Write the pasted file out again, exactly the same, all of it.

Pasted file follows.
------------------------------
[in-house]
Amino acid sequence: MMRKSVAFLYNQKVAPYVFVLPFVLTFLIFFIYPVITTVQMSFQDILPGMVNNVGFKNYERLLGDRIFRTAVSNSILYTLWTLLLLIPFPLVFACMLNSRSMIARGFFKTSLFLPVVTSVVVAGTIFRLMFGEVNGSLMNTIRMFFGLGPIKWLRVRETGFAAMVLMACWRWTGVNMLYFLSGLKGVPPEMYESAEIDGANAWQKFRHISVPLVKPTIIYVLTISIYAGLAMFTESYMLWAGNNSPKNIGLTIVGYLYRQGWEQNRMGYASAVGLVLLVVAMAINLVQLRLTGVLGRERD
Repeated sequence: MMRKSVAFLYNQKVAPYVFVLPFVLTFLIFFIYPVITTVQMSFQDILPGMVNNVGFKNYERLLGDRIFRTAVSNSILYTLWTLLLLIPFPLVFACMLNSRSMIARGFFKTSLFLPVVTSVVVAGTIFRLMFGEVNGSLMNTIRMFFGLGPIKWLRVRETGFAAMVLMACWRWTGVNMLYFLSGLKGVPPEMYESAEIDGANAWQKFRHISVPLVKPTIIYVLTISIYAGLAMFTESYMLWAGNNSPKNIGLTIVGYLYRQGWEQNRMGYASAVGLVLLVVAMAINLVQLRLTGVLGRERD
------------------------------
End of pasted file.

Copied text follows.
[in-house]
Amino acid sequence: MMRKSVAFLYNQKVAPYVFVLPFVLTFLIFFIYPVITTVQMSFQDILPGMVNNVGFKNYERLLGDRIFRTAVSNSILYTLWTLLLLIPFPLVFACMLNSRSMIARGFFKTSLFLPVVTSVVVAGTIFRLMFGEVNGSLMNTIRMFFGLGPIKWLRVRETGFAAMVLMACWRWTGVNMLYFLSGLKGVPPEMYESAEIDGANAWQKFRHISVPLVKPTIIYVLTISIYAGLAMFTESYMLWAGNNSPKNIGLTIVGYLYRQGWEQNRMGYASAVGLVLLVVAMAINLVQLRLTGVLGRERD
Repeated sequence: MMRKSVAFLYNQKVAPYVFVLPFVLTFLIFFIYPVITTVQMSFQDILPGMVNNVGFKNYERLLGDRIFRTAVSNSILYTLWTLLLLIPFPLVFACMLNSRSMIARGFFKTSLFLPVVTSVVVAGTIFRLMFGEVNGSLMNTIRMFFGLGPIKWLRVRETGFAAMVLMACWRWTGVNMLYFLSGLKGVPPEMYESAEIDGANAWQKFRHISVPLVKPTIIYVLTISIYAGLAMFTESYMLWAGNNSPKNIGLTIVGYLYRQGWEQNRMGYASAVGLVLLVVAMAINLVQLRLTGVLGRERD